Sexy, neurotic, nerdy
Chromeo channels seductive ’80s funk—and Woody Allen—at the Launch festival
Patrick Gemayel admits he’s pretty neurotic. But here’s the thing, says the Montreal-based musician: So’s his best friend David Macklovitch. And, over the years, the pair’s channeled those shared anxieties and nervous social tics into its band Chromeo, crafting an electro-pop sound that’s danceably addled, agitated and sometimes downright paranoid.
“We definitely have that Larry David/Woody Allen/neurotic-Jew take on funk music,” says Gemayel, the Lebanon-born, Montreal-based Jewish keyboard player better known as P-Thugg.
Well, it’s a half-neurotic Jewish take, anyway. Macklovitch—a.k.a. David 1—is a Montreal-born musician of Arab descent (the friends joke often that they’re the “only successful Arab-Jewish partnership since the dawn of human culture”).
On one level, Chromeo is undeniably nerdy. Songs such as “Needy Girl” are built on conversational, lyrical riffs that sound like high-strung and jittery synthesized Woody Allen-esque dialogue. But here, nerdy is sexy, too—the duo’s music pulsates and snakes along liquid bass lines and early ’80s-styled synth runs. It’s buttery smooth, self-assured, downright seductive.
Chromeo gets sexy and nerdy this Saturday as part of the Launch music and creative-arts festival at Cesar Chavez Plaza. Before Chromeo hits the road for its brief West Coast tour, however, they’re holed up in a New York City studio, working on songs for a new album.
The record’s not due out until 2013; it’s challenging, after all, laying down tracks, when the friends live in separate cities. But with Macklovitch, a Ph.D. student in French literature at Columbia University, on break for the summer, and Gemayel taking a vacation from his day job managing Chromeo’s finances and other business affairs, the pair’s set to knock out a new batch of dance-floor-ready tunes.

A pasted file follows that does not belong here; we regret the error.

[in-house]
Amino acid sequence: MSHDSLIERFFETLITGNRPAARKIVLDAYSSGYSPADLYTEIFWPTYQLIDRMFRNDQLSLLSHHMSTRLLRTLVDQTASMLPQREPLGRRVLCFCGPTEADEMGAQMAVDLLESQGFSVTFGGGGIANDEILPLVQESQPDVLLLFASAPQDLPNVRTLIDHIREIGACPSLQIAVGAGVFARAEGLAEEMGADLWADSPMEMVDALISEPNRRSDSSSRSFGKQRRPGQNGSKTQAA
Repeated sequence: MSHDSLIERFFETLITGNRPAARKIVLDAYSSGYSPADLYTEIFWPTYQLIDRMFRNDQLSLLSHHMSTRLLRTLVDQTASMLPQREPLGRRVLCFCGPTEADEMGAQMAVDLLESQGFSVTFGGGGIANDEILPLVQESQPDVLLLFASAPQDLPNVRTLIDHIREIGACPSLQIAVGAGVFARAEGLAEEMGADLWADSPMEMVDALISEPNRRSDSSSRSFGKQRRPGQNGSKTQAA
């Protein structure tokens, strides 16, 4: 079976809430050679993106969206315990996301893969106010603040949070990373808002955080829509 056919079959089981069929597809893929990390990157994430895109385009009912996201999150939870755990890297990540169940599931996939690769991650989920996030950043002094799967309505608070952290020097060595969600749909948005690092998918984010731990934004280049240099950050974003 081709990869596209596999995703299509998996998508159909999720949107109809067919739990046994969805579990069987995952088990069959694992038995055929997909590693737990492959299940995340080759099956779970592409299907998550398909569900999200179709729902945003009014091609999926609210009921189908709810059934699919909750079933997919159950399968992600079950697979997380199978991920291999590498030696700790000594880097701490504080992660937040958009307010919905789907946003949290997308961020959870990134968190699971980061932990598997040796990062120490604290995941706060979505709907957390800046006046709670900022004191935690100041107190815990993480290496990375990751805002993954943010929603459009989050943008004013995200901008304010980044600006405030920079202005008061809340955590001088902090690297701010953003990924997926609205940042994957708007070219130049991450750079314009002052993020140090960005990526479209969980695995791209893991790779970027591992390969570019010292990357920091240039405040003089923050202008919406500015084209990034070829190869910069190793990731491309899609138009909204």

Those new songs, Gemayel says, represent an attempt to lighten up after 2010’s Business Casual.
“[Business Casual] was moodier,” he says. “We’re writing this one in the summer—the weather’s prettier, and it’s just coming out a little happier, a little dancier.”
As such, expect more retro grooves—think Daryl Hall and John Oates-styled soul, a little Wild Cherry funk, maybe even a touch of Bronski Beat-era electro-pop.
The music represents the friends’ cumulative musical influences: Gemayel grew up on hip-hop, Macklovitch cut his teeth listening to classic-rock heroes such as Jimi Hendrix and Led Zeppelin.
Friends since the age of 15, the pair met in Montreal when Gemayel approached Macklovitch to play guitar in his new band.
That particular band was “horrible,” Gemayel says now, but served, invaluably, as the launching point for a lifelong friendship built on trading inspirations and combing through the 50-cent record bins for new favorites, including the funk albums that set the tone for the songs they’d eventually write as Chromeo.
That discovery, he says, dramatically changed his musical perspective.
“[With funk], you could still play instruments but be hip-hop, too,” he says. “I really got into that.”
Gemayel, who studied guitar as a teen and shared Macklovitch’s admiration for Hendrix and Zeppelin, credits classic rock as an important (if not necessarily obvious) songwriting influence.
“Classic rock had incredible balls,” he says. “I love Steely Dan, the Eagles, Fleetwood Mac. They were incredible songwriters [in the] way they structured songs. We’re trying to capture that; it’s not just about the funk.”
On paper, the band’s myriad influences may sound like an unholy hybrid of styles, but Gemayel says it ultimately works because he and Macklovitch never try to stray too far from the core of their personality. You know—kind of nerdy, kind of sexy.
“This wouldn’t be too credible if we were just two dudes from Montreal playing ’80s-inspired funk music with classic rock—if we sung these songs in the way our idols were singing about the same subjects,” he says.
“To a certain degree, these songs are a reflection of who we are—the bald neurosis. That’s how we are, that’s how we like to work the microphones.”